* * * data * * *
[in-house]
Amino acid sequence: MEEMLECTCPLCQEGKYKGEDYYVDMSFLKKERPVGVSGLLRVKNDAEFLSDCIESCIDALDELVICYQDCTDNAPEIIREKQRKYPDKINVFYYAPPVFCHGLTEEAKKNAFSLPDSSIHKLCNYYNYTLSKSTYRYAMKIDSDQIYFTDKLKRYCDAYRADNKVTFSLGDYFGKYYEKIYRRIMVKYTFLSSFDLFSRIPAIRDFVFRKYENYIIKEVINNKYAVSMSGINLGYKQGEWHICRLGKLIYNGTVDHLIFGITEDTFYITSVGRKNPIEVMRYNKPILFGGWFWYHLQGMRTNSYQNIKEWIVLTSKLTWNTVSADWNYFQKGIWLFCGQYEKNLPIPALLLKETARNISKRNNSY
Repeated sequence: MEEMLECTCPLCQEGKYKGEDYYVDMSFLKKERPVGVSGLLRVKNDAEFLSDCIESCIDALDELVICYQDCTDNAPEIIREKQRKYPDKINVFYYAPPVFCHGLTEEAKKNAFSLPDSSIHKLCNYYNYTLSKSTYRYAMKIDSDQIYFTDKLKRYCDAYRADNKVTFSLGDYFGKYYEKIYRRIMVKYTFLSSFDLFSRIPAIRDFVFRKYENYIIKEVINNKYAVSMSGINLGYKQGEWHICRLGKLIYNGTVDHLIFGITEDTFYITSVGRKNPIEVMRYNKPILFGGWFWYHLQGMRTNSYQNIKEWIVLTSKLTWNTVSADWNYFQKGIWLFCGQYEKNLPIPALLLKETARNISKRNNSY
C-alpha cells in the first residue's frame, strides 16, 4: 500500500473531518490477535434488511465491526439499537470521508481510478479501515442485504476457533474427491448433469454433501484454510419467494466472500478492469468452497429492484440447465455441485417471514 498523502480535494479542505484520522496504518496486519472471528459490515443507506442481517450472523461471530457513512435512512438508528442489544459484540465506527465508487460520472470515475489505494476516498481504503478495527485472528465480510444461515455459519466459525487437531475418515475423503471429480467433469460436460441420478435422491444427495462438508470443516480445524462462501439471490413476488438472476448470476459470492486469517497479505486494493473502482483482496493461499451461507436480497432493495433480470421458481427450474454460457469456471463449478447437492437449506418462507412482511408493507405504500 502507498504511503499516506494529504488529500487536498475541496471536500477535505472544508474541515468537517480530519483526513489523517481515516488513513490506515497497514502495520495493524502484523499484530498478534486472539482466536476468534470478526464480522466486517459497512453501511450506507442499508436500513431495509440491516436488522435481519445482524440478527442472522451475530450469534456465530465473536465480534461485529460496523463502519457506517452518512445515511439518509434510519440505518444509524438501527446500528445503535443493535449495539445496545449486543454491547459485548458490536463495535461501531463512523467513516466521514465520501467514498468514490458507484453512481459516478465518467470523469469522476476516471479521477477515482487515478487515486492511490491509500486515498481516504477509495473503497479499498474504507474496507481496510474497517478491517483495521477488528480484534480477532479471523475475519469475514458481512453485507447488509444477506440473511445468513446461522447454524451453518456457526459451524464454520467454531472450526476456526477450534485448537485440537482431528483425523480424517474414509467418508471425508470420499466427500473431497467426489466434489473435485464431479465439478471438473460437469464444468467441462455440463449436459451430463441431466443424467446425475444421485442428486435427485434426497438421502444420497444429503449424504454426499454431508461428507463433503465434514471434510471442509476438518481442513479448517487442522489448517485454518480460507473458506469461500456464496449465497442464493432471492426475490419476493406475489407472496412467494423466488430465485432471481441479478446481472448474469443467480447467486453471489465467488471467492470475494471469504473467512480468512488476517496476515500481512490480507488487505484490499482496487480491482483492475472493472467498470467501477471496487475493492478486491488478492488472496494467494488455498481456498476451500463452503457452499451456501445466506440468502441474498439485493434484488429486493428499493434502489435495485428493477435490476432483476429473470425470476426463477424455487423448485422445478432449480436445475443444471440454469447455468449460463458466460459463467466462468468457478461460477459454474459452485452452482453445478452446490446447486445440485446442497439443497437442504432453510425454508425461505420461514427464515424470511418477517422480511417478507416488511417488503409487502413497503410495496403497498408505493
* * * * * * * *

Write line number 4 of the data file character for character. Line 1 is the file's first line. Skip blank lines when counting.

C-alpha cells in the first residue's frame, strides 16, 4: 500500500473531518490477535434488511465491526439499537470521508481510478479501515442485504476457533474427491448433469454433501484454510419467494466472500478492469468452497429492484440447465455441485417471514 498523502480535494479542505484520522496504518496486519472471528459490515443507506442481517450472523461471530457513512435512512438508528442489544459484540465506527465508487460520472470515475489505494476516498481504503478495527485472528465480510444461515455459519466459525487437531475418515475423503471429480467433469460436460441420478435422491444427495462438508470443516480445524462462501439471490413476488438472476448470476459470492486469517497479505486494493473502482483482496493461499451461507436480497432493495433480470421458481427450474454460457469456471463449478447437492437449506418462507412482511408493507405504500 502507498504511503499516506494529504488529500487536498475541496471536500477535505472544508474541515468537517480530519483526513489523517481515516488513513490506515497497514502495520495493524502484523499484530498478534486472539482466536476468534470478526464480522466486517459497512453501511450506507442499508436500513431495509440491516436488522435481519445482524440478527442472522451475530450469534456465530465473536465480534461485529460496523463502519457506517452518512445515511439518509434510519440505518444509524438501527446500528445503535443493535449495539445496545449486543454491547459485548458490536463495535461501531463512523467513516466521514465520501467514498468514490458507484453512481459516478465518467470523469469522476476516471479521477477515482487515478487515486492511490491509500486515498481516504477509495473503497479499498474504507474496507481496510474497517478491517483495521477488528480484534480477532479471523475475519469475514458481512453485507447488509444477506440473511445468513446461522447454524451453518456457526459451524464454520467454531472450526476456526477450534485448537485440537482431528483425523480424517474414509467418508471425508470420499466427500473431497467426489466434489473435485464431479465439478471438473460437469464444468467441462455440463449436459451430463441431466443424467446425475444421485442428486435427485434426497438421502444420497444429503449424504454426499454431508461428507463433503465434514471434510471442509476438518481442513479448517487442522489448517485454518480460507473458506469461500456464496449465497442464493432471492426475490419476493406475489407472496412467494423466488430465485432471481441479478446481472448474469443467480447467486453471489465467488471467492470475494471469504473467512480468512488476517496476515500481512490480507488487505484490499482496487480491482483492475472493472467498470467501477471496487475493492478486491488478492488472496494467494488455498481456498476451500463452503457452499451456501445466506440468502441474498439485493434484488429486493428499493434502489435495485428493477435490476432483476429473470425470476426463477424455487423448485422445478432449480436445475443444471440454469447455468449460463458466460459463467466462468468457478461460477459454474459452485452452482453445478452446490446447486445440485446442497439443497437442504432453510425454508425461505420461514427464515424470511418477517422480511417478507416488511417488503409487502413497503410495496403497498408505493